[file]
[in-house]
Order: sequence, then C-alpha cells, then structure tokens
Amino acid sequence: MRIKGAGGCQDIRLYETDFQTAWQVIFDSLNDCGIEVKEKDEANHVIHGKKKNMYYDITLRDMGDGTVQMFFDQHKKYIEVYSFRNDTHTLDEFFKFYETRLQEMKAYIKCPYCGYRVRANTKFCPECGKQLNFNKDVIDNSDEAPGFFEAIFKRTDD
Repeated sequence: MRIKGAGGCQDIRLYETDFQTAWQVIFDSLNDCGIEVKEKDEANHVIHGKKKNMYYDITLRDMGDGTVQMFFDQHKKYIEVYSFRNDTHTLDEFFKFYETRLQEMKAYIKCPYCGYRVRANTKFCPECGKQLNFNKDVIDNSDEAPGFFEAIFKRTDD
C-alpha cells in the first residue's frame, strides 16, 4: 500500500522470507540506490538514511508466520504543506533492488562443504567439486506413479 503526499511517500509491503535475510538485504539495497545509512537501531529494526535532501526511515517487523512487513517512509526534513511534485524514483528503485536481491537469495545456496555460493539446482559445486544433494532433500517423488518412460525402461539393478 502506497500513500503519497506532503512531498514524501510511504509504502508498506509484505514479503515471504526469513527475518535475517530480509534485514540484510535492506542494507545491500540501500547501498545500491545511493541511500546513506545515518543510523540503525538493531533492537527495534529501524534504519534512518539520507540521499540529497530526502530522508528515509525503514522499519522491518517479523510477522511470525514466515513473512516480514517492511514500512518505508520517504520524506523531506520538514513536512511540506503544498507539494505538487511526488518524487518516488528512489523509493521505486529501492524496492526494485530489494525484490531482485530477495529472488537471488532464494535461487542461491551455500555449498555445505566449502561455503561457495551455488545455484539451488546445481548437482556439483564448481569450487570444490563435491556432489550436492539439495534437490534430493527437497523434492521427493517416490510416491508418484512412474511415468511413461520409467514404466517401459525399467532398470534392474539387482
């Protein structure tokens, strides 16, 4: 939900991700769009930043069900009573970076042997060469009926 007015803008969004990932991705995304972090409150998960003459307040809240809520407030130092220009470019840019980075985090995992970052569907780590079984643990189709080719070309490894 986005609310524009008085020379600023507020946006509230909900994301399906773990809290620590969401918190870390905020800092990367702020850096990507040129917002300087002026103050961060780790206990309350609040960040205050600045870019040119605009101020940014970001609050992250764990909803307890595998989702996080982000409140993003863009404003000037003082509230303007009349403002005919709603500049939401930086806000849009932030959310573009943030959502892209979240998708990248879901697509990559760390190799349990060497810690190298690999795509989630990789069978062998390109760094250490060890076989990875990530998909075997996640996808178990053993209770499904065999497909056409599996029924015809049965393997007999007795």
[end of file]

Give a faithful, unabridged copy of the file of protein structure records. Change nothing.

[in-house]
Order: sequence, then C-alpha cells, then structure tokens
Amino acid sequence: MRIKGAGGCQDIRLYETDFQTAWQVIFDSLNDCGIEVKEKDEANHVIHGKKKNMYYDITLRDMGDGTVQMFFDQHKKYIEVYSFRNDTHTLDEFFKFYETRLQEMKAYIKCPYCGYRVRANTKFCPECGKQLNFNKDVIDNSDEAPGFFEAIFKRTDD
Repeated sequence: MRIKGAGGCQDIRLYETDFQTAWQVIFDSLNDCGIEVKEKDEANHVIHGKKKNMYYDITLRDMGDGTVQMFFDQHKKYIEVYSFRNDTHTLDEFFKFYETRLQEMKAYIKCPYCGYRVRANTKFCPECGKQLNFNKDVIDNSDEAPGFFEAIFKRTDD
C-alpha cells in the first residue's frame, strides 16, 4: 500500500522470507540506490538514511508466520504543506533492488562443504567439486506413479 503526499511517500509491503535475510538485504539495497545509512537501531529494526535532501526511515517487523512487513517512509526534513511534485524514483528503485536481491537469495545456496555460493539446482559445486544433494532433500517423488518412460525402461539393478 502506497500513500503519497506532503512531498514524501510511504509504502508498506509484505514479503515471504526469513527475518535475517530480509534485514540484510535492506542494507545491500540501500547501498545500491545511493541511500546513506545515518543510523540503525538493531533492537527495534529501524534504519534512518539520507540521499540529497530526502530522508528515509525503514522499519522491518517479523510477522511470525514466515513473512516480514517492511514500512518505508520517504520524506523531506520538514513536512511540506503544498507539494505538487511526488518524487518516488528512489523509493521505486529501492524496492526494485530489494525484490531482485530477495529472488537471488532464494535461487542461491551455500555449498555445505566449502561455503561457495551455488545455484539451488546445481548437482556439483564448481569450487570444490563435491556432489550436492539439495534437490534430493527437497523434492521427493517416490510416491508418484512412474511415468511413461520409467514404466517401459525399467532398470534392474539387482
């Protein structure tokens, strides 16, 4: 939900991700769009930043069900009573970076042997060469009926 007015803008969004990932991705995304972090409150998960003459307040809240809520407030130092220009470019840019980075985090995992970052569907780590079984643990189709080719070309490894 986005609310524009008085020379600023507020946006509230909900994301399906773990809290620590969401918190870390905020800092990367702020850096990507040129917002300087002026103050961060780790206990309350609040960040205050600045870019040119605009101020940014970001609050992250764990909803307890595998989702996080982000409140993003863009404003000037003082509230303007009349403002005919709603500049939401930086806000849009932030959310573009943030959502892209979240998708990248879901697509990559760390190799349990060497810690190298690999795509989630990789069978062998390109760094250490060890076989990875990530998909075997996640996808178990053993209770499904065999497909056409599996029924015809049965393997007999007795």